Jean Fritz

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Last Updated on June 7, 2022, by eNotes Editorial. Word Count: 189

Crestview [in "Henry 3"] is the Establishment; it is Suburbia, the perfect backdrop for a man like Henry Lovering's father, ripe for a vice-presidency. Crestview is a place where survival itself depends on cultivating the right people. This, as it turns out, does not include Fletcher Larkin and his father….

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Crestview [in "Henry 3"] is the Establishment; it is Suburbia, the perfect backdrop for a man like Henry Lovering's father, ripe for a vice-presidency. Crestview is a place where survival itself depends on cultivating the right people. This, as it turns out, does not include Fletcher Larkin and his father….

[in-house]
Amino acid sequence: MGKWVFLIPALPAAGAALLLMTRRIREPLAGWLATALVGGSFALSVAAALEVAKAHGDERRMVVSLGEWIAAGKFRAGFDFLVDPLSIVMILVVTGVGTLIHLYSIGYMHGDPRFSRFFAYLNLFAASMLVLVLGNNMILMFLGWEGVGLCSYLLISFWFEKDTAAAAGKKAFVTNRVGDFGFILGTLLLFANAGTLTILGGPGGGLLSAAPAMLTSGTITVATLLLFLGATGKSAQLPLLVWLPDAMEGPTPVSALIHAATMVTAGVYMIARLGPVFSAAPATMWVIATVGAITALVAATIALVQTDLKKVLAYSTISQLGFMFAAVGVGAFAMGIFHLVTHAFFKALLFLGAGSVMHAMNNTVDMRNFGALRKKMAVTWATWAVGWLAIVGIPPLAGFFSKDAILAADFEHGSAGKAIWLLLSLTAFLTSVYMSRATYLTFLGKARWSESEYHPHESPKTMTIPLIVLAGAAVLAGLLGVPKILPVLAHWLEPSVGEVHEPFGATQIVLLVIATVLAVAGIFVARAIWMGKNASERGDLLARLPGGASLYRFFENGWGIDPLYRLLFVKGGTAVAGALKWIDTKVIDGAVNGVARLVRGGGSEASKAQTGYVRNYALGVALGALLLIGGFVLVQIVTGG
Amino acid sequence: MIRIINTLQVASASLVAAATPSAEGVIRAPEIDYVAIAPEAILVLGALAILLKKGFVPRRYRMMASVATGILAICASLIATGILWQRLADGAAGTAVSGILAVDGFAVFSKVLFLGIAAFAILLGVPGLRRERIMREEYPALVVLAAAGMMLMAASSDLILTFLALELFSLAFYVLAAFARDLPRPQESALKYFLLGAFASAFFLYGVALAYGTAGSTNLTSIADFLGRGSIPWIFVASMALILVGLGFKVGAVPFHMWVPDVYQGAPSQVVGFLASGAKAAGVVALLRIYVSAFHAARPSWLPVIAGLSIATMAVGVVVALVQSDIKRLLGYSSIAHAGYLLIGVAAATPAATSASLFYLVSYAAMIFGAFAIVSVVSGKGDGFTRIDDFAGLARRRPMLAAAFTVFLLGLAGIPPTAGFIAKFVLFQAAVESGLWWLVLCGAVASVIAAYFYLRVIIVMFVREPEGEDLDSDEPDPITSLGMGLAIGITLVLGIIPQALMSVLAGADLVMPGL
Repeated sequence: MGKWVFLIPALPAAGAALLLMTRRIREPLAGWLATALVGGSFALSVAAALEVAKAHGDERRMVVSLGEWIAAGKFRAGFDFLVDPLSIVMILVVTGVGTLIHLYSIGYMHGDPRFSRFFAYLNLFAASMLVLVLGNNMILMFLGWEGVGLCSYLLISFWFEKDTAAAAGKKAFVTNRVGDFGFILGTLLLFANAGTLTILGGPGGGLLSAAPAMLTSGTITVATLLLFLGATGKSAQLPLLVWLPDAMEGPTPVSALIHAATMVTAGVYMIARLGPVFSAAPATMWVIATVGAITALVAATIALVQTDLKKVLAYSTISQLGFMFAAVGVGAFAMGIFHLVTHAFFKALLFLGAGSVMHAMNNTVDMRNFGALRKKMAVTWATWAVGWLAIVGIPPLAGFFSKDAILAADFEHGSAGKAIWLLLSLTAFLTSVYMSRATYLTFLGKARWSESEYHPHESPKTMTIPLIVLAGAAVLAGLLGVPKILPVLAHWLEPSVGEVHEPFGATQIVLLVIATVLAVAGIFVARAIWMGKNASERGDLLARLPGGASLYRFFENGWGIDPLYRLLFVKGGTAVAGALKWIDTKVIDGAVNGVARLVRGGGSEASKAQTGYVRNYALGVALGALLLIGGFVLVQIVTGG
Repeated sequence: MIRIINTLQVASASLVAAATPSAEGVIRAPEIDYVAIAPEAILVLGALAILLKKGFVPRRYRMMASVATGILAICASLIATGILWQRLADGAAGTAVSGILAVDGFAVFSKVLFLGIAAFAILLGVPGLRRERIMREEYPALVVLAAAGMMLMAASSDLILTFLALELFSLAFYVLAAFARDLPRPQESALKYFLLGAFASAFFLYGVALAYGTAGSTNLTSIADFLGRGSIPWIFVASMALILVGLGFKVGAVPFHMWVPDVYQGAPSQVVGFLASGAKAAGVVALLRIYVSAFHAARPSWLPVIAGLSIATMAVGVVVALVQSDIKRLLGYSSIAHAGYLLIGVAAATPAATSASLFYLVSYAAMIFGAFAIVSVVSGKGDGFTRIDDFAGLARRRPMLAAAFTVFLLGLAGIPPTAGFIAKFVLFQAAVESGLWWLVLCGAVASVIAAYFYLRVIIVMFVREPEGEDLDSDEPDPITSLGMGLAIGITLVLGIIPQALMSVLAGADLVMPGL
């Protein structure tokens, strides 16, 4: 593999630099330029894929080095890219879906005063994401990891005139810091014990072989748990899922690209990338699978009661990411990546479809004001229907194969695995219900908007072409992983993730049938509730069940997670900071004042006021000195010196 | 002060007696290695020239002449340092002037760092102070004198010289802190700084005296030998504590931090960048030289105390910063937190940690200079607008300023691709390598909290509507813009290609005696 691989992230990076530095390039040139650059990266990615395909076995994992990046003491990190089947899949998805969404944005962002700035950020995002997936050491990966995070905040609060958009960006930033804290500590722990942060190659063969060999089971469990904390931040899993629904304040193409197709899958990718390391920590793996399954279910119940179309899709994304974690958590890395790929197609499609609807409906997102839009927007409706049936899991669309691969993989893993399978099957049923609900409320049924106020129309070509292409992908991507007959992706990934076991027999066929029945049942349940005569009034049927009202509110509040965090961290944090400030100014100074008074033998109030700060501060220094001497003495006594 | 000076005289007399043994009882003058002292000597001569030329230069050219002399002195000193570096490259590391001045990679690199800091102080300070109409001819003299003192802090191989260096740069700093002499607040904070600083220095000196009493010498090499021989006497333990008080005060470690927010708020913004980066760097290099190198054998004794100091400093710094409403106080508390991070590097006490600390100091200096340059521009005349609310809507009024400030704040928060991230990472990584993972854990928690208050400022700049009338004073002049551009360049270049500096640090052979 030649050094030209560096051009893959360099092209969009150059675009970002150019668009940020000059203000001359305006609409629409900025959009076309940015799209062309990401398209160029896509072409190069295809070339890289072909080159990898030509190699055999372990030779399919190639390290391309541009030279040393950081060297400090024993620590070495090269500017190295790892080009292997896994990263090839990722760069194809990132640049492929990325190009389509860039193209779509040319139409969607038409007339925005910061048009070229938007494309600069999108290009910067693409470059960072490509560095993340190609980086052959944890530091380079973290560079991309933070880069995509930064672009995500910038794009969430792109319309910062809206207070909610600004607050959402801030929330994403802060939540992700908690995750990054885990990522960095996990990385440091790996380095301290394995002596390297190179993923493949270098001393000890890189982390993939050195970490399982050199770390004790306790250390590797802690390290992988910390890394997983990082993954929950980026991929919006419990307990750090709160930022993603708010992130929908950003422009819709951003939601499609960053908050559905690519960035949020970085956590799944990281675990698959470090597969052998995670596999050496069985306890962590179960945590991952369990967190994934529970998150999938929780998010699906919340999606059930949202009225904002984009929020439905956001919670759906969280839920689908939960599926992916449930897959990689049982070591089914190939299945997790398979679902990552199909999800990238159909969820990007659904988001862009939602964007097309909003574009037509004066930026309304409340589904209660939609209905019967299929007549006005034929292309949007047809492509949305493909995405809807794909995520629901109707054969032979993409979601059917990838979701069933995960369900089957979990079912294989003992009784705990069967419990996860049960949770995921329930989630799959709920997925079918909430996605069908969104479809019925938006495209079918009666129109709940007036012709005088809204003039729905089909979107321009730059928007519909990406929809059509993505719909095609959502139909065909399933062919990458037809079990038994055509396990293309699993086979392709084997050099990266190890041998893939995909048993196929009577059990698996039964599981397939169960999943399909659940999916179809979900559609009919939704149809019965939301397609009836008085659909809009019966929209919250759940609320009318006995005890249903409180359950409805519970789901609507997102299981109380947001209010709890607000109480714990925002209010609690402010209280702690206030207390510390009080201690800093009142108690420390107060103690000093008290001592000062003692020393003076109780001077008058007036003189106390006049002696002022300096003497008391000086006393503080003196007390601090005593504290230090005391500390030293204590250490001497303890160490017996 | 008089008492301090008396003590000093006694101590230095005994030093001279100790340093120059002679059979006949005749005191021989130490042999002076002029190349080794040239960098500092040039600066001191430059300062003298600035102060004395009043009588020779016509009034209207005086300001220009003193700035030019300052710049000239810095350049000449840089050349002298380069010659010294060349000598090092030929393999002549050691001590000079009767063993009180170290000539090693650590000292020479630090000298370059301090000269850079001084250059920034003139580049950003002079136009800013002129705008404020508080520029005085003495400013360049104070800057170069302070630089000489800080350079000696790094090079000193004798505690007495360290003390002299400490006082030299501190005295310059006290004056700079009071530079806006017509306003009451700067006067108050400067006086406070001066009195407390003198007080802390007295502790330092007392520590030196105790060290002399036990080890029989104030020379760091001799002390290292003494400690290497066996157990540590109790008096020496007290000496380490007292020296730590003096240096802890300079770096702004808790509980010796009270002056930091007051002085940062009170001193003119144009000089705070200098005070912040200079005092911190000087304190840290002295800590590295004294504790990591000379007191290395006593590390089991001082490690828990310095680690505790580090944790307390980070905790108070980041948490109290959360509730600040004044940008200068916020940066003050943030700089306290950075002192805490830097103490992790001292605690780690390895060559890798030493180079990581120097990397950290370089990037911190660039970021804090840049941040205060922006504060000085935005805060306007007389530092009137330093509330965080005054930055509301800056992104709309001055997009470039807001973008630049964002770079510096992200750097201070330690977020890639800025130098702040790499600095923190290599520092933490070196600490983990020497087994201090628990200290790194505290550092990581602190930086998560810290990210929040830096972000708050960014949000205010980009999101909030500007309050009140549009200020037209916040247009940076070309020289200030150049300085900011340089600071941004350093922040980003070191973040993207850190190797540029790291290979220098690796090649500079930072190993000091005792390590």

Although Henry has a great time as a member of the most in-group, eventually he comes to see the phoniness…. And what can a young man do at the end of such a book? There is no place to go since Crestview is not an isolated community; it is every community. About all Henry can do is to leave the future open.

Unfortunately the story and characterization are not wholly convincing, sometimes verging on caricature, sometimes naiveté. One remembers the satisfying stories and subtle, many-sided characters Mr. Krumgold has created in the past in two Newbery Award books and regrets that, although the theme of the present book is provocative, the story is presented in such black and white terms. (p. 40)

Jean Fritz, in The New York Times Book Review (© 1967 by The New York Times Company; reprinted by permission), October 8, 1967.

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